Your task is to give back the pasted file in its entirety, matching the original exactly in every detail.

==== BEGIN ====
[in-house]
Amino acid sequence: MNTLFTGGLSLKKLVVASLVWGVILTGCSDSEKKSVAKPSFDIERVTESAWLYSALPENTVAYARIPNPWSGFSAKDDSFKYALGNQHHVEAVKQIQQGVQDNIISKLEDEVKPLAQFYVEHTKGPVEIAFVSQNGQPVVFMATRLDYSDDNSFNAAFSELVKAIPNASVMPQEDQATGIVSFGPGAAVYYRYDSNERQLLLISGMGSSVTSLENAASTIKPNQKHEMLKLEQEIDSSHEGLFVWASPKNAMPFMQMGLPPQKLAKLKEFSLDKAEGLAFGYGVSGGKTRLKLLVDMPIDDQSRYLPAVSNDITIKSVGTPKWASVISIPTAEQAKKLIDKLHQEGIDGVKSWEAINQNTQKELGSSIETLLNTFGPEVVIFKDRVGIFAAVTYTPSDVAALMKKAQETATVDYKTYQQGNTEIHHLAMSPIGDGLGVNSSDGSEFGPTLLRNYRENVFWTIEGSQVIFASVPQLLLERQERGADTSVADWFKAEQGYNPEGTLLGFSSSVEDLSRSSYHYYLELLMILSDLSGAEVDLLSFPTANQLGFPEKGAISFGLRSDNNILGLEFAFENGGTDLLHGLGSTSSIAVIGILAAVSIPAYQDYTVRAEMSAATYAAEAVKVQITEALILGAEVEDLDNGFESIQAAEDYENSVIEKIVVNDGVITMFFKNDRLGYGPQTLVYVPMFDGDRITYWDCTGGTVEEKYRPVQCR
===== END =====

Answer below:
[in-house]
Amino acid sequence: MNTLFTGGLSLKKLVVASLVWGVILTGCSDSEKKSVAKPSFDIERVTESAWLYSALPENTVAYARIPNPWSGFSAKDDSFKYALGNQHHVEAVKQIQQGVQDNIISKLEDEVKPLAQFYVEHTKGPVEIAFVSQNGQPVVFMATRLDYSDDNSFNAAFSELVKAIPNASVMPQEDQATGIVSFGPGAAVYYRYDSNERQLLLISGMGSSVTSLENAASTIKPNQKHEMLKLEQEIDSSHEGLFVWASPKNAMPFMQMGLPPQKLAKLKEFSLDKAEGLAFGYGVSGGKTRLKLLVDMPIDDQSRYLPAVSNDITIKSVGTPKWASVISIPTAEQAKKLIDKLHQEGIDGVKSWEAINQNTQKELGSSIETLLNTFGPEVVIFKDRVGIFAAVTYTPSDVAALMKKAQETATVDYKTYQQGNTEIHHLAMSPIGDGLGVNSSDGSEFGPTLLRNYRENVFWTIEGSQVIFASVPQLLLERQERGADTSVADWFKAEQGYNPEGTLLGFSSSVEDLSRSSYHYYLELLMILSDLSGAEVDLLSFPTANQLGFPEKGAISFGLRSDNNILGLEFAFENGGTDLLHGLGSTSSIAVIGILAAVSIPAYQDYTVRAEMSAATYAAEAVKVQITEALILGAEVEDLDNGFESIQAAEDYENSVIEKIVVNDGVITMFFKNDRLGYGPQTLVYVPMFDGDRITYWDCTGGTVEEKYRPVQCR